By Alex Kimani
For decades, Berkshire Hathaway (NYSE:BRK.B) chairman and CEO Warren Buffett maintained a pretty conservative approach to investing, favoring retail and banking stocks while avoiding sectors such as tech and energy. However, he finally pulled the trigger on PetroChina Co. (NYSE:PTR) in 2002 and Apple Inc. (NASDAQ:AAPL) in 2011. The Oracle’s foray into energy and tech initially paid off after he realized a tidy $3.5B profit on PetroChina, while his $90 billion Apple stake now represents a ridiculous 20% of Berkshire Hathaway’s market value.
However, Buffett has lately been doubling down on his energy investments while trimming his tech and banking holdings.
After a period of relative calm last year, Warren finally announced some long-awaited investments, including a $4.1 billion investment in Chevron Inc. (NYSE:CVX), good for a nearly 2.5% stake in the giant oil company. Chevron is now the conglomerate’s 10th biggest equity holding.
Meanwhile, Buffett trimmed its holding in Apple to 887.1M shares from 944.3M and Wells Fargo (NYSE:WFC) to 52.4M from 127.4M shares, according to Berkshire Hathaway’s latest 13F filing.
Berkshire Hathaway has always operated on Buffett’s famous ethos of buying when the market is fearful and selling when it gets greedy. It, therefore, came as a huge surprise that the giant conglomerate remained muted when the market crashed in April despite sitting in a massive $137 billion cash hoard. But it appears that the energy sector has become too much of a bargain for Buffett to continue ignoring.
It’s also a clear sign that Buffett sees long-term value in a sector that’s been taking plenty of flak lately.
Buffett is not the only billionaire who’s doubling down on energy. Occidental Petroleum (NYSE:OXY), Energy Transfer LP (NYSE:ET),PG&E Corporation (NYSE:PCG) worth more than $800 million combined are now in David Tepper’s top 12 holdings.
Here’s a peek into Buffett’s latest energy buys.
Chevron stock plunged to its lowest level since 2006 after the pandemic crashed the oil and gas sector, and has failed to fully recover despite a bright start to the year.
The integrated energy company posted a net loss of $5.5 billion for FY 2020, and the stock is currently trading 15% lower than a year ago.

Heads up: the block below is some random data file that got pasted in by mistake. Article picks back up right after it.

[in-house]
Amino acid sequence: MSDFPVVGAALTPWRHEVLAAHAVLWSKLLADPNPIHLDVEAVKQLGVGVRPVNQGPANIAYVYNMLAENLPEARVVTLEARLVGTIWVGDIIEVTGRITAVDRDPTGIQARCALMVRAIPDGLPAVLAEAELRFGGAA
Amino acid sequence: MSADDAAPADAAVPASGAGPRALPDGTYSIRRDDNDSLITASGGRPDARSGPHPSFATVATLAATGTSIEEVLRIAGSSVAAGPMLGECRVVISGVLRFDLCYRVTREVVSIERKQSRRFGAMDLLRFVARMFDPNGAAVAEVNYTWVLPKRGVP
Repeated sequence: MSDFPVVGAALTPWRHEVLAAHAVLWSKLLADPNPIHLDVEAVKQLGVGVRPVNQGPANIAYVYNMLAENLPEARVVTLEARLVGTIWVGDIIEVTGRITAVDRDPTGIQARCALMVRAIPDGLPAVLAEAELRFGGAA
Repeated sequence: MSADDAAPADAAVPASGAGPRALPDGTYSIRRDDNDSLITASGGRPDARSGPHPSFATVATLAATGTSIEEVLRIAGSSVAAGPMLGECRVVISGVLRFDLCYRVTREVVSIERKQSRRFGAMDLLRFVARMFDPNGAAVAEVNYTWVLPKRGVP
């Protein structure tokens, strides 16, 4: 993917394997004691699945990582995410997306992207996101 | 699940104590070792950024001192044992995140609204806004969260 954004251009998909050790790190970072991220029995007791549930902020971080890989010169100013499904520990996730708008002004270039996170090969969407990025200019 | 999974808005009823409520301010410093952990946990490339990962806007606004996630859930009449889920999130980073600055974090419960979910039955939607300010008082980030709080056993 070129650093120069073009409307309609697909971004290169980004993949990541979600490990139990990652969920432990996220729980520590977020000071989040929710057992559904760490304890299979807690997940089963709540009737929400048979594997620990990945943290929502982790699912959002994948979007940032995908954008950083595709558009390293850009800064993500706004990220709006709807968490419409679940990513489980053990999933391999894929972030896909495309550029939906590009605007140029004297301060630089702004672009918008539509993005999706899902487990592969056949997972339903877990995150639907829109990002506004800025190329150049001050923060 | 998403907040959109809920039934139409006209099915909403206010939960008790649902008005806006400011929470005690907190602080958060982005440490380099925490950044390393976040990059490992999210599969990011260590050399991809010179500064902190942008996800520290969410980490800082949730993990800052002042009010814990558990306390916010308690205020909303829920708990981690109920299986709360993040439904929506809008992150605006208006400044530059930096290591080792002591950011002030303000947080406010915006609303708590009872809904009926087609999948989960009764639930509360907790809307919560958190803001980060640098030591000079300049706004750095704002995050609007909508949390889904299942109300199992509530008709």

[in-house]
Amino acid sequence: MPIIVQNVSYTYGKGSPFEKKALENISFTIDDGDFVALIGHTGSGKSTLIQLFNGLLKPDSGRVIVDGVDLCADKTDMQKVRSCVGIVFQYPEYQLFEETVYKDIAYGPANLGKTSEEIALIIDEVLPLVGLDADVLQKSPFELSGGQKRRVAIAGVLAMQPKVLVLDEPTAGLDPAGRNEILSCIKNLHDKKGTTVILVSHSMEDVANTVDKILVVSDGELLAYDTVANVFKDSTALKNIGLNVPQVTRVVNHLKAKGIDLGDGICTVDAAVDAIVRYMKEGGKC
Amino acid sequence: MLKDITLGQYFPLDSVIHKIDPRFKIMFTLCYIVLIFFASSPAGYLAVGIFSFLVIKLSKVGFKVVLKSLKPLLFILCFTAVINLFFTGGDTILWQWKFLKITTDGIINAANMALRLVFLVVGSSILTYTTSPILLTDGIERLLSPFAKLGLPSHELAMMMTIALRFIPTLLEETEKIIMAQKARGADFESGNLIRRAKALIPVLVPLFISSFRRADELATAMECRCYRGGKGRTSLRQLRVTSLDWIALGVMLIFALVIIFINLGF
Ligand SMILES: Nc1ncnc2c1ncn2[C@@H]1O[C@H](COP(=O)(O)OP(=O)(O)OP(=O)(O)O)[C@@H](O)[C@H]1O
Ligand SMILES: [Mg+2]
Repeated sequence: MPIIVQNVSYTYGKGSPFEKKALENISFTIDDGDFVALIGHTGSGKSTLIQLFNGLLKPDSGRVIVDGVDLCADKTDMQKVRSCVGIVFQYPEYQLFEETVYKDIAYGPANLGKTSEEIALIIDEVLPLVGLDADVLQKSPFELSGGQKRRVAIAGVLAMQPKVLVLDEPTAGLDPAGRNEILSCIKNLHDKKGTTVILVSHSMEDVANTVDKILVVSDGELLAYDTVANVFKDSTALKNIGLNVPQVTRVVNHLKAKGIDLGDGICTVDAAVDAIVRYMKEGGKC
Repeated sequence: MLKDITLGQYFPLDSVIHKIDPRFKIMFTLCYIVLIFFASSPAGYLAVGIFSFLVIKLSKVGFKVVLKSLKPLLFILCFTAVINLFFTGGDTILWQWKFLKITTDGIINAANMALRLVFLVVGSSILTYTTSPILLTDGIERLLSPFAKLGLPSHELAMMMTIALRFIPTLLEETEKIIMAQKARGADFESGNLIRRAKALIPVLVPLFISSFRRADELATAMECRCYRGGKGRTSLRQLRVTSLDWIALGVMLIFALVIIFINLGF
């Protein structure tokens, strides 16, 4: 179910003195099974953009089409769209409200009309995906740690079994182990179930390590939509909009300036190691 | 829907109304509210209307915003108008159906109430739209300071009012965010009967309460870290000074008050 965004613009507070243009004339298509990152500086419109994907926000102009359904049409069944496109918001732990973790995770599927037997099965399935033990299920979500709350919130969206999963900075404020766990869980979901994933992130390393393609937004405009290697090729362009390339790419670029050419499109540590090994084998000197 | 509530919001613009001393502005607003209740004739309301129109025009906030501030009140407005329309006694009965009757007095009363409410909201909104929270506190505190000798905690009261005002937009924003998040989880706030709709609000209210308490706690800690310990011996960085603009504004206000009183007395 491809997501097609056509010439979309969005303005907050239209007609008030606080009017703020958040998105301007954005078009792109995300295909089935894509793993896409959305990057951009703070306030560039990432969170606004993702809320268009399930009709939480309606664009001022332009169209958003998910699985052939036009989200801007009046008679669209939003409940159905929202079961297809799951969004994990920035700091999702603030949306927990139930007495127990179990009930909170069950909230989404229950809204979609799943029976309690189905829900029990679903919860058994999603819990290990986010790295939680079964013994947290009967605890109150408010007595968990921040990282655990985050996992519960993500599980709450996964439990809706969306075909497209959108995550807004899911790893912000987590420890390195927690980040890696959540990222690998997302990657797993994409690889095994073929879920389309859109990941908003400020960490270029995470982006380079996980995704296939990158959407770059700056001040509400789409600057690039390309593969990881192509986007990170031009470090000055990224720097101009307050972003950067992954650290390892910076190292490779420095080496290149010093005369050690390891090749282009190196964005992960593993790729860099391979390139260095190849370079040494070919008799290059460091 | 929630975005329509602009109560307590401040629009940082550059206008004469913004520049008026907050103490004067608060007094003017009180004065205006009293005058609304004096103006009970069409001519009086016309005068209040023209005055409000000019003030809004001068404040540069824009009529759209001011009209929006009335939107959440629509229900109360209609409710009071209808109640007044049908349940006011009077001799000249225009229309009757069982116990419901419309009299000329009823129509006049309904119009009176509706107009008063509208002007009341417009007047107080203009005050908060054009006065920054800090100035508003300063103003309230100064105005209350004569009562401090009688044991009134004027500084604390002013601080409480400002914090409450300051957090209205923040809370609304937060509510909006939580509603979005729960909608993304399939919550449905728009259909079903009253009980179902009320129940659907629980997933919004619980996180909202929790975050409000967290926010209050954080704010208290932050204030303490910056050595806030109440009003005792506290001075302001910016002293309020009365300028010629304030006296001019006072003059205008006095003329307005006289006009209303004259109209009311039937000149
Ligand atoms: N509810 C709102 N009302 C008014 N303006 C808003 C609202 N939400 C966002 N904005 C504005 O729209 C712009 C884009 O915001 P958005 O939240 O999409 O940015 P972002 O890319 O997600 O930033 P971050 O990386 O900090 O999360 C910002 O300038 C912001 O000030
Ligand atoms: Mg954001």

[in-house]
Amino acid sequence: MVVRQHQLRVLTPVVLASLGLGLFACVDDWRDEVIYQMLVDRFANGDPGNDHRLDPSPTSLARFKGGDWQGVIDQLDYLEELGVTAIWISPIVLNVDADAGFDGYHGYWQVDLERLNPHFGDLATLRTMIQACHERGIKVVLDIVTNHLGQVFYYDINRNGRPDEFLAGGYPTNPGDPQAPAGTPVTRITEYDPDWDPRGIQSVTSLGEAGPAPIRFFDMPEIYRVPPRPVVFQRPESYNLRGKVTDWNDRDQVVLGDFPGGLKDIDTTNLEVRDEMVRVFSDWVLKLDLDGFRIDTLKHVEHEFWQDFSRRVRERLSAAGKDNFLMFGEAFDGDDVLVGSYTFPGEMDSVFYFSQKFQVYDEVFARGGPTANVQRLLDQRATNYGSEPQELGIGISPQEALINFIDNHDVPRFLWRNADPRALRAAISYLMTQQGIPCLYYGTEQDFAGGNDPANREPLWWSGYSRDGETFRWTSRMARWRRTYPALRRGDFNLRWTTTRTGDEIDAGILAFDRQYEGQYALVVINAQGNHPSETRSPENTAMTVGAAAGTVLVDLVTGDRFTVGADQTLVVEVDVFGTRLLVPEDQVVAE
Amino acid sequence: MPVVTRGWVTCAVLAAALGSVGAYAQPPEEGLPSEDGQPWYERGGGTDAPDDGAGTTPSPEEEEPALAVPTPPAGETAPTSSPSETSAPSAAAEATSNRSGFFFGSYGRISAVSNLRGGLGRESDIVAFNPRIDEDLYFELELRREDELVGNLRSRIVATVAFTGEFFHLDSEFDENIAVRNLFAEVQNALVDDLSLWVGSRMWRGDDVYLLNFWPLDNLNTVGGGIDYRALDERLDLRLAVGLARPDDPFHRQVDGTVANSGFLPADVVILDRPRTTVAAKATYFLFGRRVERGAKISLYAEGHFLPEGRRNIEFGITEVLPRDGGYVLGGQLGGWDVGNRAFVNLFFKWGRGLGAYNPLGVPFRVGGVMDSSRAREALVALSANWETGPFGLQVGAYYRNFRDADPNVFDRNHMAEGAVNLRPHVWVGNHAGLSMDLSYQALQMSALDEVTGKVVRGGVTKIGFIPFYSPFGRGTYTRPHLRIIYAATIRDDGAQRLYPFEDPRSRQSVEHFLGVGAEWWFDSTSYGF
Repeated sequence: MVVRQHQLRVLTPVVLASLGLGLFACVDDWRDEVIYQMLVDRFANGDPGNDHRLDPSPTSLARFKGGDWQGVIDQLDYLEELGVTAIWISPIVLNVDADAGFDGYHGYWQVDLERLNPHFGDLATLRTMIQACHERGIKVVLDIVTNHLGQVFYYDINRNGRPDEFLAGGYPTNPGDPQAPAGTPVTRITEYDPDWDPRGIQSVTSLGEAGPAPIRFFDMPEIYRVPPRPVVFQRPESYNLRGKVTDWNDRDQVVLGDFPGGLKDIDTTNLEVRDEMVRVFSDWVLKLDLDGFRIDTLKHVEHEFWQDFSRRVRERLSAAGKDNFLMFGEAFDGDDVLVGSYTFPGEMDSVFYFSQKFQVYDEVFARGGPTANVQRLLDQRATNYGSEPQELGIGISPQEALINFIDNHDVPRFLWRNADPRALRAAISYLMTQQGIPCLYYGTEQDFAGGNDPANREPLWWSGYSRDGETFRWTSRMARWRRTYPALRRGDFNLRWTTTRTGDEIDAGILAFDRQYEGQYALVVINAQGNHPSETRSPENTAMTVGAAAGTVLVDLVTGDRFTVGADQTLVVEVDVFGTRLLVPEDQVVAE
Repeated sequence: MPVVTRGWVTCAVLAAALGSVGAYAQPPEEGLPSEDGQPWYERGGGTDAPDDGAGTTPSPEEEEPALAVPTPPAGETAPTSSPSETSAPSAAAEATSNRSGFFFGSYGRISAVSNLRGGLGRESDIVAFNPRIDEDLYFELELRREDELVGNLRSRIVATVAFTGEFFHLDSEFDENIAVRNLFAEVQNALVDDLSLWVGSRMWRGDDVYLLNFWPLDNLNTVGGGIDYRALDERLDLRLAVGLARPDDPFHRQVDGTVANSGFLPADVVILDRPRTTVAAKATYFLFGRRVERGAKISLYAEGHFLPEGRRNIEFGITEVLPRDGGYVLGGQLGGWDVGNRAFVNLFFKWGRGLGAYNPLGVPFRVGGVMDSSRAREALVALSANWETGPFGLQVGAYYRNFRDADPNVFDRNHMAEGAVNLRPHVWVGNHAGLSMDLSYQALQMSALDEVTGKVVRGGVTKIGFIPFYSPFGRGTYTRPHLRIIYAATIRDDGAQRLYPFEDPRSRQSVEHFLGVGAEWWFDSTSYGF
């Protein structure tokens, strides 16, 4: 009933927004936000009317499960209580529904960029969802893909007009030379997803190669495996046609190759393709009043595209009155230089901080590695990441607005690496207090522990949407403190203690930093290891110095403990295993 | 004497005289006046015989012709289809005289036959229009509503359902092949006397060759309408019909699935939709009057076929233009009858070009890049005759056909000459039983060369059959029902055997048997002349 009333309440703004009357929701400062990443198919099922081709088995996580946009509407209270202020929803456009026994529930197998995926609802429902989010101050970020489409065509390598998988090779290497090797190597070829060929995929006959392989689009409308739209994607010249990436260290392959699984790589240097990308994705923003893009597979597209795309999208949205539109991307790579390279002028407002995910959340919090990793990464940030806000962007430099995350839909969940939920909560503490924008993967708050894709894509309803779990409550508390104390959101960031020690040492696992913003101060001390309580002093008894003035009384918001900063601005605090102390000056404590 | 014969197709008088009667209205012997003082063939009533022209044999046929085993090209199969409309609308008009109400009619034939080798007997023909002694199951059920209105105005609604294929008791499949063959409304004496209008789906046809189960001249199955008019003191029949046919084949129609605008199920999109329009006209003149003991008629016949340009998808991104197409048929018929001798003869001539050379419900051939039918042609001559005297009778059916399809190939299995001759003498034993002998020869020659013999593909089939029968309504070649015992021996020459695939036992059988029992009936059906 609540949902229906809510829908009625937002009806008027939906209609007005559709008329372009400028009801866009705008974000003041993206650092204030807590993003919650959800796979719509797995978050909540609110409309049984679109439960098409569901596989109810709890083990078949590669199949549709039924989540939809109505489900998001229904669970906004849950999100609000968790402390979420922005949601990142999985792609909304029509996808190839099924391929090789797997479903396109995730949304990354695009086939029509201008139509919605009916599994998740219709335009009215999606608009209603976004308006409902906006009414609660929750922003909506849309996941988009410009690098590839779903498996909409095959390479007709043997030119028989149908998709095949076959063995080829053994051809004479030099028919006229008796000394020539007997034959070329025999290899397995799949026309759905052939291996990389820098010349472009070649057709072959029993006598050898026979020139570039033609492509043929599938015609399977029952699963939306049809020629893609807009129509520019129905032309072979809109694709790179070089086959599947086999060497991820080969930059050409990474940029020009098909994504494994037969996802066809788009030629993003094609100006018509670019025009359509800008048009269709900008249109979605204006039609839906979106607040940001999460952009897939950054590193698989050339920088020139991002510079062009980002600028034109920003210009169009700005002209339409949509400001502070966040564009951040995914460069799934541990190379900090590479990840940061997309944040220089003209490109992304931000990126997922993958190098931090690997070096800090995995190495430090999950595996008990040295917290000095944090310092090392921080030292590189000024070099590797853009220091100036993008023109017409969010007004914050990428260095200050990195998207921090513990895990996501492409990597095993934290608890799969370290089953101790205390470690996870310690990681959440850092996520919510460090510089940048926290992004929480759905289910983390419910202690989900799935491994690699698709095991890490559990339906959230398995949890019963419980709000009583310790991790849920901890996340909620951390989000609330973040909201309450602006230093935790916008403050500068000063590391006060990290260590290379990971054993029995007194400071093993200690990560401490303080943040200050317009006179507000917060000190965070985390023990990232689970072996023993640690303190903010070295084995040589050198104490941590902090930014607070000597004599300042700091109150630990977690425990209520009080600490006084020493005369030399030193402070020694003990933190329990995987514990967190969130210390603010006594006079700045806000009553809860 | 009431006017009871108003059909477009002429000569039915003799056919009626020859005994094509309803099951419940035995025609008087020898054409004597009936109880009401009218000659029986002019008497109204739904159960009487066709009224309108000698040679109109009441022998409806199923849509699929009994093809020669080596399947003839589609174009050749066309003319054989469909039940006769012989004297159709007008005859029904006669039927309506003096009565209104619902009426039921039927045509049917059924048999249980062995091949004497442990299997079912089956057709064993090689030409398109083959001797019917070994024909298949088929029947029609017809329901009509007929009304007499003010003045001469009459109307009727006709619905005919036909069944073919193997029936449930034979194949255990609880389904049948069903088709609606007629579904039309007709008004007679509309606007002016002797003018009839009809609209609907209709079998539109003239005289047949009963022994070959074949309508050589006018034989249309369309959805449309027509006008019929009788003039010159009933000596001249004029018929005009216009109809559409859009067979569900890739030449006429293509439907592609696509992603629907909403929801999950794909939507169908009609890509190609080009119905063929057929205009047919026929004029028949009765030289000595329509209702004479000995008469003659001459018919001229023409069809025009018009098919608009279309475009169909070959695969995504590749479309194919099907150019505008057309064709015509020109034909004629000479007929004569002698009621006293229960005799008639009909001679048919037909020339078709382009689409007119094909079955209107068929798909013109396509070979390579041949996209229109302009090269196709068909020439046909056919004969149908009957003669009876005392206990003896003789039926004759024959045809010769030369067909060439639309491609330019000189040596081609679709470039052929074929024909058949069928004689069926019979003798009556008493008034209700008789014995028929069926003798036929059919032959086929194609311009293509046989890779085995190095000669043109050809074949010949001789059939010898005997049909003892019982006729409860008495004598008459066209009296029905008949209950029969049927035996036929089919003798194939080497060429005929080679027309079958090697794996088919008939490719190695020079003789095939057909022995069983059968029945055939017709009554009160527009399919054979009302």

With so much uncertainty surrounding the oil and gas sector and fears that it might be years before oil prices can fully recover to pre-pandemic levels, the ability of a company to withstand a prolonged bust cycle is an important consideration.
And…Chevron wins the stress test by a country mile.
Wood Mackenzie, a global energy, renewables, and mining research and consultancy group, has reported that Chevron Corp and Royal Dutch Shell (NYSE:RDS.A) are the most resilient, thanks to their robust deepwater projects and LNG as well as less exposure to high-cost assets.
Investing in Big Oil companies like Chevron comes with some risks, though.
Wall Street has been rapidly raising its climate standards, with BlackRock Inc. (NYSE:BLK), the world’s biggest asset manager, recently disclosing plans to pressure companies to do a lot more to lower their carbon emissions by leveraging the massive weight of his firm mammoth asset base.
Chevron has not been moving as quickly as some of its European rivals and continues to expand its oil footprint, including its $5 billion purchase of Noble Energy last year. CVX has failed to make major investments in solar and wind beyond supporting its own power needs, meaning buying Chevron is a bet that oil demand will fully recover from Covid-19 despite growing public pressure.
That’s a possibility, but no longer seen as a given.